In the late '60s, bourbon became "the old man's drink." Younger generations were into vodka, tequila, rum, wine and less-than-legal intoxicants.

"It had been a fairly difficult row to hoe until really the mid-1980s, when the first premium products became available," Kass said. "Interestingly enough, those were only available to international markets. The first single-barrel bourbon was only available in Japan. But people wanted it here, so it came back here."

Why Japan? Because of the same phenomenon that once hurt bourbon here: a new generation of drinkers, in Japan's case turned off by scotch.

According to Chris Morris, master distiller for Woodford Reserve, Louisville-based Brown-Forman's premium bourbon brand, Japanese naval officers got a taste for scotch during and after World War I. Bourbon began to get a toe-hold after World War II, during the American occupation of Japan.

Then, in the 1980s, young Japanese rebelled against their parents' preference for scotch. They were used to seeing premium "single-malts" and went looking for a premium drink of their own: They found it in Blanton's, the first single-barrel bourbon, introduced in 1984 by The Leestown Company (now Buffalo Trace Distillery).

"Since the late 1960s, the bourbon industry was sliding 3 to 5 percent each year," said Jim Rutledge of Four Roses. "The introduction of premium brands — the single-barrel, the small-batch — lifted the industry up by our bootstraps."

Blanton's was patterned on the time-honored practice of master distillers bottling a few favorite barrels for friends. Now everybody wants to be the master distillers' best friend.

Wild Turkey's Jimmy Russell and Buffalo Trace's Elmer T. Lee have done multiple tours of Japan, where they are treated like rock stars. "We'll sit and sign bottles for two or three hours," Russell said.

It isn't that much different in the United States these days. In New York, fans were taking photos with Russell and asking for his autograph on napkins.

The resurgence "was a long time coming," Cowdery said.

"It had been so bad for so long. They'd pretty much written bourbon off, given up on it. Then, it started, without anybody trying to make it popular, in Japan first and then in other countries. Suddenly in the 1980s, there was a big clamoring for bourbon. They were used to 12- to 18-year-old scotch. They said, 'You got any old bourbons?'"

As it happened, yes.

Bourbon isn't generally aged all that long but because sales had been so bad, nobody was in a big hurry to put it in bottles. So a considerable amount of old bourbon was sitting in Kentucky warehouses. That began to make it to market.

"First Blanton's, then Beam started Booker's," Cowdery said, of Beam's collection of small-batch specialty bourbons released in 1992 to acclaim at home and abroad.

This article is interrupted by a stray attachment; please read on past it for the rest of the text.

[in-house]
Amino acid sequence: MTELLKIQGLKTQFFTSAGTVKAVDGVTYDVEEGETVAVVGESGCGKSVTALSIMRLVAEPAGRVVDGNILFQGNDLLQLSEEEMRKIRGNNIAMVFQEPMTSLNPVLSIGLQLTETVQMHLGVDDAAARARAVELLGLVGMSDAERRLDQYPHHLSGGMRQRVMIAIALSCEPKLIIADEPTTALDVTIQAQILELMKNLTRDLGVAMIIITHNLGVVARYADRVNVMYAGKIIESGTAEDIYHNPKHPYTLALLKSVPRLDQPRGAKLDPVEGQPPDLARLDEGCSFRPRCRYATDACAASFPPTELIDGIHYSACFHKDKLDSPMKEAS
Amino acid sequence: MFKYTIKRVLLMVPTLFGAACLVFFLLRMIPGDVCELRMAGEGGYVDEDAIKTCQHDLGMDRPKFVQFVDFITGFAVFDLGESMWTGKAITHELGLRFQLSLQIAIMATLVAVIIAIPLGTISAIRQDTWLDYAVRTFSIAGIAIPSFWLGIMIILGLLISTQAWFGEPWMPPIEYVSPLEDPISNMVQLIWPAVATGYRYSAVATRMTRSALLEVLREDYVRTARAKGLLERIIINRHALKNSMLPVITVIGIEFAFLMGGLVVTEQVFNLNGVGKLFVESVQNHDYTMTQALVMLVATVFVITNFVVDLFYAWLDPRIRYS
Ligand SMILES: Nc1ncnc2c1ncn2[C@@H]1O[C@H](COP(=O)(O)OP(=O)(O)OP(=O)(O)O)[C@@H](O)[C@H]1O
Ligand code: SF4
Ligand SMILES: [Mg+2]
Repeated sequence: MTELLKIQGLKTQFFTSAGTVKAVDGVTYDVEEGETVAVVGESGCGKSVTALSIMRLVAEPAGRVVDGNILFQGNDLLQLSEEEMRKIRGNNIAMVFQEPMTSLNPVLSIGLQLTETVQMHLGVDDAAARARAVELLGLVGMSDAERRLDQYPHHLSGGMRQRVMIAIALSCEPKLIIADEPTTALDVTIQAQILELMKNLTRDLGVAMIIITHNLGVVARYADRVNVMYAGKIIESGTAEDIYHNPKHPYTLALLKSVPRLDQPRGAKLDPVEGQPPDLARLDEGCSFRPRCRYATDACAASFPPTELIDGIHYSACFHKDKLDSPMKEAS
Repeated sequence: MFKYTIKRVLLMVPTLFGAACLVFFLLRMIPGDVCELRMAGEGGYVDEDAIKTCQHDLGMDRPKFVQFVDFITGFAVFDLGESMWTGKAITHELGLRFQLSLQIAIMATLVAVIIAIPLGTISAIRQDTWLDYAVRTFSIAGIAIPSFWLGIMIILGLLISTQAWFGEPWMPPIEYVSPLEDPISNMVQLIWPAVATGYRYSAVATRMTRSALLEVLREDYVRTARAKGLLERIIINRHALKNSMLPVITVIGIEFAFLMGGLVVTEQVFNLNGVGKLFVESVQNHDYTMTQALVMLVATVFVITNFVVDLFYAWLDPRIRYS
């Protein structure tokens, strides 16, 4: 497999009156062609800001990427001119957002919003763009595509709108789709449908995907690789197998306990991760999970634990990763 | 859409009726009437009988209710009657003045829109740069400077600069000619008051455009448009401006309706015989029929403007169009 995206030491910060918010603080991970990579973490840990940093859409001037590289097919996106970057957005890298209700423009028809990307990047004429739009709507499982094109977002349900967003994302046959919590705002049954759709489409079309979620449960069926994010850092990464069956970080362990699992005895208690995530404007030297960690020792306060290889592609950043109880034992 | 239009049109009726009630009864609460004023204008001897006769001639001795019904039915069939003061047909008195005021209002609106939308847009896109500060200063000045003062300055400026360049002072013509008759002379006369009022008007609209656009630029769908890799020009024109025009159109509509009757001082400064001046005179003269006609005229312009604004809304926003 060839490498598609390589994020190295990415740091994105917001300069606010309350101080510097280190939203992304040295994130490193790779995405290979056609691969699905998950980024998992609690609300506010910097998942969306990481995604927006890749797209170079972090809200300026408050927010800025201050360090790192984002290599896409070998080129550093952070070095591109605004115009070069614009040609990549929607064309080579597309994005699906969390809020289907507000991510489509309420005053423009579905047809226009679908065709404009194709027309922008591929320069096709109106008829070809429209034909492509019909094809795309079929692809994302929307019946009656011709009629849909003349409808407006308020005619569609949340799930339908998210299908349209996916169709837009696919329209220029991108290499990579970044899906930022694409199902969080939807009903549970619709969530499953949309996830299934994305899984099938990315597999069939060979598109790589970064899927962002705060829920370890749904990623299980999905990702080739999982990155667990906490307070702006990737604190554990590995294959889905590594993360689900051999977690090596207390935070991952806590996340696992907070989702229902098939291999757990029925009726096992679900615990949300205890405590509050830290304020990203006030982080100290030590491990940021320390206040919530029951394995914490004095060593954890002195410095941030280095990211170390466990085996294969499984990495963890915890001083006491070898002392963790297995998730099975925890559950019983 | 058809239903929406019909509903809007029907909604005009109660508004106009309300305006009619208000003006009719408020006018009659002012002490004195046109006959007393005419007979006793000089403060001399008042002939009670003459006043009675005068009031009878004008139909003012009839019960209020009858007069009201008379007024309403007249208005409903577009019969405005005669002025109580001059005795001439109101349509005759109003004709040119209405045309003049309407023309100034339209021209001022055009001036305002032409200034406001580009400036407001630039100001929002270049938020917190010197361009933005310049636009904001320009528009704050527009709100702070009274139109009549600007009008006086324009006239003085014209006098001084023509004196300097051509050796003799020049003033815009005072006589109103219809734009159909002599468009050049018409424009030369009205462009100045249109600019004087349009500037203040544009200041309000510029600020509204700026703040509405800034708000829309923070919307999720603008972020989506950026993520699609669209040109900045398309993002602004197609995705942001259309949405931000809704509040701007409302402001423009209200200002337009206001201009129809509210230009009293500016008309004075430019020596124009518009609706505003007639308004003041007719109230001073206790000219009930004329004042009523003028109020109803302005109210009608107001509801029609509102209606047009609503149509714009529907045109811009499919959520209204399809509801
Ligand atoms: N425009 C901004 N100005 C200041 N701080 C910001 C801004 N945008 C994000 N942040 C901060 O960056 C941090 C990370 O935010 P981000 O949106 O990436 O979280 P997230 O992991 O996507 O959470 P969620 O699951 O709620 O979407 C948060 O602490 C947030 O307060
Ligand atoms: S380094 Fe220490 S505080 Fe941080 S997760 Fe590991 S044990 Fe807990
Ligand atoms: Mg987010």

"Japan was the shining spot for international bourbon," Morris said. "The Japanese just went crazy for it."

Back home, bourbon sellers began to offer tastings and culinary events, patterned on the way wineries built their followings. Bourbon fans wanted to taste what the Japanese were getting.

The cult of premium bourbon was born.

Opening the market

"Premiumization" isn't the only thing fueling the success. Brand extensions such as flavored whiskies, ready-to-drink versions of cocktails and other innovations have brought in new customers, including younger drinkers and women.

To many bourbon purists, the flavored versions are anathema. But to bourbon executives, they are nectar. Take Jim Beam: According to Bill Newlands, the company expects 25 percent of its growth to come annually from "innovations."

So far, Beam has beat that expectation, he said, with products including Red Stag, a bourbon-based drink that comes in cherry-, honey- or cinnamon-flavored versions.

"Red Stag has been the top bourbon innovation in the last 10 years," Newlands said. "This product has sold over a million cases and over $100 million since its inception.

"It has attracted new consumers to bourbon, who historically had not consumed bourbon.

"Where 80 percent of bourbon historically has been male, Red Stag has been roughly a 50-50 split between men and women. It has brought many, many new people to the bourbon and whiskey categories."

"It was a crap shoot going in, but it's paid off," said Fred Booker Noe III, Beam's master distiller. "It's a whole different category. Lots of times people see bourbon as a shot and a beer, as cowboys bellying up to the bar. But it is very versatile. You get purists who think it's a sacrilege. You see it with scotch: Some people are anti-ice. But by being closed-minded, you limit who's going to buy your product. Only so many people are going to like it that way."

Noe's philosophy: "Drink it any damn way you want to. Mom drank it with ginger ale."


This is the first in a four-part series, The Spirit of Kentucky, looking at the state's bourbon industry.

Through the remainder of 2013, about once every other month, the Herald-Leader will explore a different facet of one of Kentucky's most well-known, important and fastest-growing industries.

Future installments will delve into the marketing and selling of bourbon, the lifestyle that has sprung up around the drink, and the industry's future. Also look for occasional features in print and online exploring the drink.

Read, see more pieces from special coverage of Kentucky's growing bourbon industry

The Spirit of Kentucky: Bourbon is having a renaissance, and the Bluegrass is at its roots

The Spirit of Kentucky: To make bourbon, distillers must harness the elements

Photo galleries: See inside some of Kentucky's best-known distilleries, meet the master distillers

Videos: See how bourbon barrels are made and much more